Were the philosophers of Ancient Greece aware of Eastern Philosophies, such as Zoroastrianism or Buddhism? Is there any mention of them, either directly, or similar concepts in existing writings?
The Ancient Greeks were definitely aware of Zoroastrianism-(in fact, the name, "Zoroaster", is a Greek translation of the original Farsi name, "Zarathustra").
The main reason why the Greeks were aware of Zoroastrianism-(and greater Persian culture), is because the Persian Empire conquered Greco-Anatolia-(present-day Turkish coast) 2500 years ago and also attempted to conquer mainland Greece shortly thereafter, (but failed in doing so).
The political and economic landscape of the greater Aegean region 2500 years ago, consisted of a large Hellenic population culturally intermixing with a smaller, but very powerful, Persian colonial population. One of the best examples of Persian Zoroastrian cultural influence on Greek Philosophy, was Heraclitus of Ephesus-(circa 500 BC/BCE).
Heraclitus lived under Persian colonial rule in the city of Ephesus all his life. During his time, Heraclitus penned many famous aphorisms and sayings, such as, "War is the Father of all things", as well as, "A road going up and down is one and the same". His sagacious proverbs were perhaps the earliest examples of Dialectical Philosophy, which, judging from the time period and geography, may have had some Persian theological influences. Zoroastrian Theology is primarily based on a Warring with opposites, a type of metaphysical duality that seems to be never ending.
In addition to its theological dualism, Zoroastrianism-(and Zoroaster himself), believed that Fire, as Light, was the most noble and beautifully virtuous symbol reflecting the might and wisdom of God. Interestingly, Heraclitus appeared to have borrowed some of these ideas from The Persian Zoroastrians. Heraclitus did place an emphasis on Fire, as the First, the Greatest and most foreboding of all the Elements.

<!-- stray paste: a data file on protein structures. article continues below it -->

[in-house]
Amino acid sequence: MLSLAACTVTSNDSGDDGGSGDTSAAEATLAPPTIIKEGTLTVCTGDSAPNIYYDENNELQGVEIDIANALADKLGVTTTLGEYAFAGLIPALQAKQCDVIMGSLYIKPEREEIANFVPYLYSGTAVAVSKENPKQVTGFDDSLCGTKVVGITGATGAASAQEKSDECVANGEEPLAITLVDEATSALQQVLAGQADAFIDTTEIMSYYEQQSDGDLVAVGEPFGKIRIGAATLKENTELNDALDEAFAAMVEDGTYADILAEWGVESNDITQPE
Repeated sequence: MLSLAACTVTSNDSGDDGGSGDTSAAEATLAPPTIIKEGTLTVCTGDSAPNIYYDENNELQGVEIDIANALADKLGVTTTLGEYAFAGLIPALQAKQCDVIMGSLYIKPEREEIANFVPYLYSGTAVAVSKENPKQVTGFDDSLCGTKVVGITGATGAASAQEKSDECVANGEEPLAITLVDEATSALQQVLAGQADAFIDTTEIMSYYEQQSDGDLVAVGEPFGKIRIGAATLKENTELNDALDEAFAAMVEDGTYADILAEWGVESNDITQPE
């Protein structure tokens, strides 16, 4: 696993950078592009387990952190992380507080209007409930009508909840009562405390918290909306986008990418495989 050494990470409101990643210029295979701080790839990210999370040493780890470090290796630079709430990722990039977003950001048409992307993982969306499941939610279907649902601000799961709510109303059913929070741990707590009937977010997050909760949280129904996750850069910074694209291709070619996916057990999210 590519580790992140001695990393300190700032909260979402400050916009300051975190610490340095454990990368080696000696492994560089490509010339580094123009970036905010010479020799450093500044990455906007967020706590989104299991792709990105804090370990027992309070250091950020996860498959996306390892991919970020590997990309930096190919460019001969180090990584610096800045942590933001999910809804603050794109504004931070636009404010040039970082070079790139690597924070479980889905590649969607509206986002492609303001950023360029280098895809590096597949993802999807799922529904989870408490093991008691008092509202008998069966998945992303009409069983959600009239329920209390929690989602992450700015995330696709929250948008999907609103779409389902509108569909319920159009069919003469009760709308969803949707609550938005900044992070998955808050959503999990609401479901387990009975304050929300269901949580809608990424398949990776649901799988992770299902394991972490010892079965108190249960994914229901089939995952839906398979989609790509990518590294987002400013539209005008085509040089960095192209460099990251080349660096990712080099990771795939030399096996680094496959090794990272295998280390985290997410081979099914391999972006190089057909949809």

So when examining Heraclitus' sayings, including his emphasis on Fire as the Greatest of all the elements, it would not be surprising to learn that he was likely influenced and literally surrounded by, Zoroastrian Clerics, as well everyday Persian Zoroastrians, who he probably interacted with in the marketplace, as well as elsewhere in the Cosmopolitan City of Ephesus.
But, it is also important to note that while Heraclitus was probably influenced by Zoroastrianism, his sayings and even his emphasis on the elemental presence of Fire, were still independent, novel philosophical ideas and NOT a mere recirculation of religiously based ideas.
I don't remember any references but Zoroastrianism was known.
"The religion named after him is not attested to historically until the 5th century BCE, where it appears in Greek sources."
Zoroaster's name in his native language, Avestan, was probably Zaraϑuštra. His English name, "Zoroaster", derives from a later (5th century BCE) Greek transcription, Zōroastrēs (Ζωροάστρης), as used in Xanthus's Lydiaca (Fragment 32) and in Plato's First Alcibiades (122a1). This form appears subsequently in the Latin Zōroastrēs and, in later Greek orthographies, as Zōroastris.
Although, at the core, the Greeks (in the Hellenistic sense of the term) understood Zoroaster to be the "prophet and founder of the religion of the Iranian peoples" (e.g. Plutarch Isis and Osiris 46-7, Diogenes Laertius 1.6–9 and Agathias 2.23-5),
Zoroastrianism enters recorded history in the mid-5th century BCE. Herodotus' The Histories (completed c. 440 BCE) includes a description of Greater Iranian society with what may be recognizably Zoroastrian features, including exposure of the dead.
And in this article about the "Hellenistic" period (~300 BC) there are some info about Greek interactions in far east
Several philosophers, such as Pyrrho, Anaxarchus and Onesicritus, are said to have been selected by Alexander to accompany him in his eastern campaigns. During the 18 months they were in India, they were able to interact with Indian ascetics, generally described as Gymnosophists ("naked philosophers"). Pyrrho (360-270 BC) returned to Greece and became the first Skeptic and the founder of the school named Pyrrhonism. The Greek biographer Diogenes Laërtius explained that Pyrrho's equanimity and detachment from the world were acquired in India. Few of his sayings are directly known, but they are clearly reminiscent of śramanic, possibly Buddhist, thought: "Nothing really exists, but human life is governed by convention. ... Nothing is in itself more this than that"
Another of these philosophers, Onesicritus, a Cynic, is said by Strabo to have learnt in India the following precepts: "That nothing that happens to a man is bad or good, opinions being merely dreams. ... That the best philosophy [is] that which liberates the mind from [both] pleasure and grief".